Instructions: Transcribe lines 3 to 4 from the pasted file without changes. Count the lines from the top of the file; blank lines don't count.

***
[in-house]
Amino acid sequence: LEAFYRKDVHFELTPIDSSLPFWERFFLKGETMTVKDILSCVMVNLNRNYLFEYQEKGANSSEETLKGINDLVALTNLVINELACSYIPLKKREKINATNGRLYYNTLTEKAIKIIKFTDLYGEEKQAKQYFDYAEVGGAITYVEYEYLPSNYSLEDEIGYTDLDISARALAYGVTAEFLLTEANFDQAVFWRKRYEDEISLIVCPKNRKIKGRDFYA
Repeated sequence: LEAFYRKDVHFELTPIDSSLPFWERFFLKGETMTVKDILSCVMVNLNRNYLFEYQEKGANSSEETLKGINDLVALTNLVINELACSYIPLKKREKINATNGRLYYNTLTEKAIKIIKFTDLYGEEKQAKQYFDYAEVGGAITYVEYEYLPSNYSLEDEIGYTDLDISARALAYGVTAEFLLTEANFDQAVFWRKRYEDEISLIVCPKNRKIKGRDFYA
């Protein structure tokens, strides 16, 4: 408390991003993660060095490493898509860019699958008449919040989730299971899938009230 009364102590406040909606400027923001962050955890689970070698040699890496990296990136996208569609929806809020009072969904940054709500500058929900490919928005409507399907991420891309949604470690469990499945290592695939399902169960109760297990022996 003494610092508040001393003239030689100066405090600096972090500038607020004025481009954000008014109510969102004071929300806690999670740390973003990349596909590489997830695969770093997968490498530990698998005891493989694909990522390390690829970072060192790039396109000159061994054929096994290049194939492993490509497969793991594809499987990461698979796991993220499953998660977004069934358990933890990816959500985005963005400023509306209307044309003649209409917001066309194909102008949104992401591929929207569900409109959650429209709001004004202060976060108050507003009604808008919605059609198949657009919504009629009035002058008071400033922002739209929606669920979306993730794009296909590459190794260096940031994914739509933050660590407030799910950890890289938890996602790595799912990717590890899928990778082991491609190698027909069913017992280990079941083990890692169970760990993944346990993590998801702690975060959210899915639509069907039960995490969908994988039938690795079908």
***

Repeated sequence: LEAFYRKDVHFELTPIDSSLPFWERFFLKGETMTVKDILSCVMVNLNRNYLFEYQEKGANSSEETLKGINDLVALTNLVINELACSYIPLKKREKINATNGRLYYNTLTEKAIKIIKFTDLYGEEKQAKQYFDYAEVGGAITYVEYEYLPSNYSLEDEIGYTDLDISARALAYGVTAEFLLTEANFDQAVFWRKRYEDEISLIVCPKNRKIKGRDFYA
């Protein structure tokens, strides 16, 4: 408390991003993660060095490493898509860019699958008449919040989730299971899938009230 009364102590406040909606400027923001962050955890689970070698040699890496990296990136996208569609929806809020009072969904940054709500500058929900490919928005409507399907991420891309949604470690469990499945290592695939399902169960109760297990022996 003494610092508040001393003239030689100066405090600096972090500038607020004025481009954000008014109510969102004071929300806690999670740390973003990349596909590489997830695969770093997968490498530990698998005891493989694909990522390390690829970072060192790039396109000159061994054929096994290049194939492993490509497969793991594809499987990461698979796991993220499953998660977004069934358990933890990816959500985005963005400023509306209307044309003649209409917001066309194909102008949104992401591929929207569900409109959650429209709001004004202060976060108050507003009604808008919605059609198949657009919504009629009035002058008071400033922002739209929606669920979306993730794009296909590459190794260096940031994914739509933050660590407030799910950890890289938890996602790595799912990717590890899928990778082991491609190698027909069913017992280990079941083990890692169970760990993944346990993590998801702690975060959210899915639509069907039960995490969908994988039938690795079908």